Paul LaFarge’s new novel, Luminous Airplanes, is both a regularly formatted novel and an online “hyperromance” (for more on what that means read the history he just wrote over at Salon). For his book party then, he decided he couldn’t just have cheese cubes, wine and the usual sidelong glances and gossip. Instead he organized a participatory experience of his work that was something between a haunted house and a contemporary art installation.
“Because the book is already sort of weird,” he explained in a stairwell at the Center for Fiction last night, next to a spectral figure in a white robe that was hanging down from the ceiling. The ghost in the stairwell was meant to represent the Millerites, a nineteenth-century movement whose adherents believed the second coming of Jesus Christ would take place in 1843 and then were sorely disappointed–although some irrepressible optimists claimed they had indeed ascended to heaven, it just was that heaven turned out to be as paradisical (or not) as earth. The main character of Mr. LaFarge’s novel is doing a PhD dissertation at Stanford on the Millerites.
Mr. LaFarge admitted that as far as experimental book parties go “it’s kind of the first time I’ve done it,” but it was a generally agreed-upon success (and certainly far from the awkward business reception atmosphere of most book parties.)
“It’s the best thing they’ve ever done in this place!” said the writer and critic Richard Kostelanetz, as he passed beneath the Millerite.
Guests began their journey on the eighth floor, a room with wine, gin cocktails and a basket of mini-pretzels. A DJ was ready to spin a playlist of 1990s dance hits. This room represents the main character’s life at the beginning of the book in San Francisco, when he has just returned from a Burning Man-ish music festival in Nevada to the news that his grandfather has died.
Descending the stairwell a floor and passing below the hanging Millerites, the guests then found themselves in a room lined with boxes, each box marked with a note saying “keep” or “throw away.” This floor corresponds to the narrator’s journey back to the place his grandfather lived, the town of Thebes in the Catskills, and the process of sorting through his grandfather’s belongings. At the center of the room a recording of Mr. LaFarge reading his book out loud played from a record player.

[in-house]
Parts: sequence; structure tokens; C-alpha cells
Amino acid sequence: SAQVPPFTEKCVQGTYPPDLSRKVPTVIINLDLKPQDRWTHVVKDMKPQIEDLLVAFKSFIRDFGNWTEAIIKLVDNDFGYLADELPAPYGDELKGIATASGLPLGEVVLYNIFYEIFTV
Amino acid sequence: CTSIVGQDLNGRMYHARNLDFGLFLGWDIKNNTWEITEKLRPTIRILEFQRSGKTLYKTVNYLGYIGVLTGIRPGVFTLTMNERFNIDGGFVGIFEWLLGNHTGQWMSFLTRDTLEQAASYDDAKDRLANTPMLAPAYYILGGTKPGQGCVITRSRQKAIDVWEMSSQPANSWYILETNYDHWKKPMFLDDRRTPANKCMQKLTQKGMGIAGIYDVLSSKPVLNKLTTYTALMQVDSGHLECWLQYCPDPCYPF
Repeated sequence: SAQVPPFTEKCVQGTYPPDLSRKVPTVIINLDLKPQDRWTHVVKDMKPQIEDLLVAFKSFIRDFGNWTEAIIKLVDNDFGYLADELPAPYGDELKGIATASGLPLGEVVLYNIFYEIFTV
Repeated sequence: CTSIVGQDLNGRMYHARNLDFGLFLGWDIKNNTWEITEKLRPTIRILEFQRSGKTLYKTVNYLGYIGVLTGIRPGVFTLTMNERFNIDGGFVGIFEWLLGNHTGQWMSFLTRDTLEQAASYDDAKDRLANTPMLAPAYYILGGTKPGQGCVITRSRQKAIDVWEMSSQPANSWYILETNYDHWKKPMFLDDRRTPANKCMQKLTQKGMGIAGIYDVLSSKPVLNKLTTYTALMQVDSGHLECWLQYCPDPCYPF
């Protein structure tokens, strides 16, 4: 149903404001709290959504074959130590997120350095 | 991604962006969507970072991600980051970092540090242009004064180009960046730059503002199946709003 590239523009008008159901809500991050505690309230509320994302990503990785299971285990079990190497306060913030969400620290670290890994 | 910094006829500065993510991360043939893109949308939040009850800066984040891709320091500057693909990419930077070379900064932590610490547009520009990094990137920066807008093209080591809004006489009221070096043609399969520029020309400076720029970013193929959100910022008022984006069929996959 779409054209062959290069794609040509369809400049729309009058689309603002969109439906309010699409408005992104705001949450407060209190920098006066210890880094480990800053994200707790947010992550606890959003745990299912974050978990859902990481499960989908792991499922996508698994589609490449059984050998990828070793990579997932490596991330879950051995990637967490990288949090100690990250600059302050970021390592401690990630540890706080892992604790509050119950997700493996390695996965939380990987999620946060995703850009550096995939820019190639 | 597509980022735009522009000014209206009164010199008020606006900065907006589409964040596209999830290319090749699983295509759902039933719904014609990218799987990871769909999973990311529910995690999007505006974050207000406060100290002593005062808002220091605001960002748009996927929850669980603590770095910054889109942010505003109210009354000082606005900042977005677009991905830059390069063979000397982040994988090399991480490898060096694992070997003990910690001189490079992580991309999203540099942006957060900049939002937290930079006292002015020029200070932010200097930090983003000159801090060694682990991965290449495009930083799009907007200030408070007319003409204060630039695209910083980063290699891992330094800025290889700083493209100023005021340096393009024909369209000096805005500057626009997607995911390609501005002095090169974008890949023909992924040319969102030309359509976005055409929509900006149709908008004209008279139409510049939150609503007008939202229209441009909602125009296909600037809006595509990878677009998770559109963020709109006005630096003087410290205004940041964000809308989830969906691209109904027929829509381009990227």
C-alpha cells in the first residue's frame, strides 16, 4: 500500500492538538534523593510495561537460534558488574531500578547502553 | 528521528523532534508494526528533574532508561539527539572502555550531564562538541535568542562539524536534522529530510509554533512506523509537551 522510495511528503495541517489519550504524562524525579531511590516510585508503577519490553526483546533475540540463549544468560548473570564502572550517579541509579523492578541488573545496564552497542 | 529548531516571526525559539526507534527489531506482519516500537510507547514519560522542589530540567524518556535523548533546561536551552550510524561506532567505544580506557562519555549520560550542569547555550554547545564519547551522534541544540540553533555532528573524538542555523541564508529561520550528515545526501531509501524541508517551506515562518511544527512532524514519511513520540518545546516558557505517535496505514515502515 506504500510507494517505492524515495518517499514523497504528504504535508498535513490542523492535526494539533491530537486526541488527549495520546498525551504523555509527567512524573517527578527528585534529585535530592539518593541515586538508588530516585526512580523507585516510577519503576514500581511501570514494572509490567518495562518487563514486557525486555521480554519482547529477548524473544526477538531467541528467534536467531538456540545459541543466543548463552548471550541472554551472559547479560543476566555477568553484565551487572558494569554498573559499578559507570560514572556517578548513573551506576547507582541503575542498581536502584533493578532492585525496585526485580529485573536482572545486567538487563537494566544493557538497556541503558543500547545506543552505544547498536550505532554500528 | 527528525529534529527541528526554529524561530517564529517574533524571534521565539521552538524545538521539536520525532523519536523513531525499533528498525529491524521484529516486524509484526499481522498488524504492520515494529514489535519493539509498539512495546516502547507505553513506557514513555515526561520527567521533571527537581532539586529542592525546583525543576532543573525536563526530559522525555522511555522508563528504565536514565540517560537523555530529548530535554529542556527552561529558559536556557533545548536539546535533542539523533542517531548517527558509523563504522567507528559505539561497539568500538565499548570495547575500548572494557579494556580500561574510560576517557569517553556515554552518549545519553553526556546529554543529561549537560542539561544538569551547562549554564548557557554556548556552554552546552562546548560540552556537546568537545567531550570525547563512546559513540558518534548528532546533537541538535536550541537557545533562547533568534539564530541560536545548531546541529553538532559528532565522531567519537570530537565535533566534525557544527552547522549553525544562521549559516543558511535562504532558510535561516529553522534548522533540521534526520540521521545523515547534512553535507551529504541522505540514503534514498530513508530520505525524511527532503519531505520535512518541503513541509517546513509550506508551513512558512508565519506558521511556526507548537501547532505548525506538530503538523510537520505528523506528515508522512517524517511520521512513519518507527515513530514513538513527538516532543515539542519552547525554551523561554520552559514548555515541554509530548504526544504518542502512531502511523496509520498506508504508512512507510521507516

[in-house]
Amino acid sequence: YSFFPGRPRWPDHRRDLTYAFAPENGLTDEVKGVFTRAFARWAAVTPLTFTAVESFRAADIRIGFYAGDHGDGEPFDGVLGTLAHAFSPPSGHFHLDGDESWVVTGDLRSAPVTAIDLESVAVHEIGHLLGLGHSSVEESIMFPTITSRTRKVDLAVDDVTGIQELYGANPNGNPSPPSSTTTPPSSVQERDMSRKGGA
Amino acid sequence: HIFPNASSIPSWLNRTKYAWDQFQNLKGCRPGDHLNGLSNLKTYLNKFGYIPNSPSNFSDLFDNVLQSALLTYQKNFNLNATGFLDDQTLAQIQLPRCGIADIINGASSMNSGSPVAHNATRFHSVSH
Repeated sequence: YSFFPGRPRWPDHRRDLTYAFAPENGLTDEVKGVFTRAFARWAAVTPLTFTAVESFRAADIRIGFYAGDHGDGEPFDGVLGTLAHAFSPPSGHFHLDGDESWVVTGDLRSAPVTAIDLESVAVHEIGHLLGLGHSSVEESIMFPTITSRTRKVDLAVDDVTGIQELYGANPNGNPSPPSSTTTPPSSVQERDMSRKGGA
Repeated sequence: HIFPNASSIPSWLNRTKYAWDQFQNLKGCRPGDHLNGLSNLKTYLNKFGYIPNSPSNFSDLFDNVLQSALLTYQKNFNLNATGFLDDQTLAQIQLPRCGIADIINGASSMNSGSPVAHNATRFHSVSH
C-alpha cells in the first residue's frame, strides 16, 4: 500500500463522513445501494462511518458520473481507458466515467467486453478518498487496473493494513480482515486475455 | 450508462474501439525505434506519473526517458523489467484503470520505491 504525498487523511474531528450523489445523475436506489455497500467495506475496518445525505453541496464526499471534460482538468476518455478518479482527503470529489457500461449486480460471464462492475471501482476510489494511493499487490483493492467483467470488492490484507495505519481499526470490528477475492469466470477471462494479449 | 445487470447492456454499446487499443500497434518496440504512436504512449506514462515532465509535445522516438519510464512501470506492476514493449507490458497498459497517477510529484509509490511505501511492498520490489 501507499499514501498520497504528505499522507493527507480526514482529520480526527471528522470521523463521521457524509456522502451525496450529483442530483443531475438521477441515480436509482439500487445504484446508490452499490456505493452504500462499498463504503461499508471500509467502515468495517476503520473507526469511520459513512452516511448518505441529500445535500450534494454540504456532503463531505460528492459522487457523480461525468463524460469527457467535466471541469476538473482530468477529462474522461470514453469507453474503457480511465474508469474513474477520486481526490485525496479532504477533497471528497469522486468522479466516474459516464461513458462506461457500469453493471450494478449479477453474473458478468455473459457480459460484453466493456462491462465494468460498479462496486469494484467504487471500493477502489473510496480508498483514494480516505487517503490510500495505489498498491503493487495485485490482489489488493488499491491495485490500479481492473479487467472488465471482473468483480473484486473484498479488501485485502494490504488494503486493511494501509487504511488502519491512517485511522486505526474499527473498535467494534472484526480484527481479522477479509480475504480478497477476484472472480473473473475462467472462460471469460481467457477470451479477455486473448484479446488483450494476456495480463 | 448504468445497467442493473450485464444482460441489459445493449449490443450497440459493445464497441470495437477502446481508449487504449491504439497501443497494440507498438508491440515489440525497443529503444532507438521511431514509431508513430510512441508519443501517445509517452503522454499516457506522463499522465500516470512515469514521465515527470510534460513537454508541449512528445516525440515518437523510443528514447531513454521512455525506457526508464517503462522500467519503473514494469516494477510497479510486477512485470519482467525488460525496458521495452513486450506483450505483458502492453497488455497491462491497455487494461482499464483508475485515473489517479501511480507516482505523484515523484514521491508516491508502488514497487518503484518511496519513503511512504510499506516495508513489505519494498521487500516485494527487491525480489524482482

Descending again past more Millerites, the next floor had a room devoted to the text-based computer game Adventure, and your correspondent had a Proustian memory of watching her elder sibling playing Adventure on the family Kaypro back in a wintry Minneapolis in the mid-1980s. Anyway, there it was, projected on the wall, the green and black text just as we recalled it from childhood. The game is also part of the book. Guests were having trouble with the antiquated interface and trying to come up with some text-based commands the game could understand. We heard later that some old pros came in and dominated. When we left the room, however, we heard Mr. LaFarge ask how it was going in there.
“They’re stuck up against the wall,” someone replied.
“In the game or in life?” asked Mr. LaFarge, sounding concerned.
We continued down the stairs, to a doorway manned by an intern handing out flashlights. This floor involved a sort of treasure hunt, where guests had to find a clue hidden on a writers’ desk, then deploy the clue to search the card catalog and find a book (Herman Hesse’s Steppenwolf, it turned out) with a letter hidden in it. (This also relates back to the novel). We didn’t realize any of this about needing to find the letter, we just wandered the stacks with our flashlight and listened as recordings of Mr. LaFarge reading his novel at a whisper emanated spookily from the recesses of the shelves.
We wrote the novelist Gary Shteyngart to see what he thought of the whole thing. “Paul LaFarge is a god,” he replied. “Anyone who doesn’t read Luminous Airplanes is sick in the head.”